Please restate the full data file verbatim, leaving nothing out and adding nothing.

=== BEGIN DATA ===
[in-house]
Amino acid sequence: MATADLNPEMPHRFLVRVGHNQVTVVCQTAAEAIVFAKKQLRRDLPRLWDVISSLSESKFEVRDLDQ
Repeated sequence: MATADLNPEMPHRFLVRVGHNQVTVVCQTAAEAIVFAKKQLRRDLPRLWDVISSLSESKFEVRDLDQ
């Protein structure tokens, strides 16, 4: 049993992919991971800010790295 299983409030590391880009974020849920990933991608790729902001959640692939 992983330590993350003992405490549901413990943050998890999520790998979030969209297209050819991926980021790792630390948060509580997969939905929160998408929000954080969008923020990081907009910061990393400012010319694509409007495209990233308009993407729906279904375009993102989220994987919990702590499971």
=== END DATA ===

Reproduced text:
[in-house]
Amino acid sequence: MATADLNPEMPHRFLVRVGHNQVTVVCQTAAEAIVFAKKQLRRDLPRLWDVISSLSESKFEVRDLDQ
Repeated sequence: MATADLNPEMPHRFLVRVGHNQVTVVCQTAAEAIVFAKKQLRRDLPRLWDVISSLSESKFEVRDLDQ
């Protein structure tokens, strides 16, 4: 049993992919991971800010790295 299983409030590391880009974020849920990933991608790729902001959640692939 992983330590993350003992405490549901413990943050998890999520790998979030969209297209050819991926980021790792630390948060509580997969939905929160998408929000954080969008923020990081907009910061990393400012010319694509409007495209990233308009993407729906279904375009993102989220994987919990702590499971």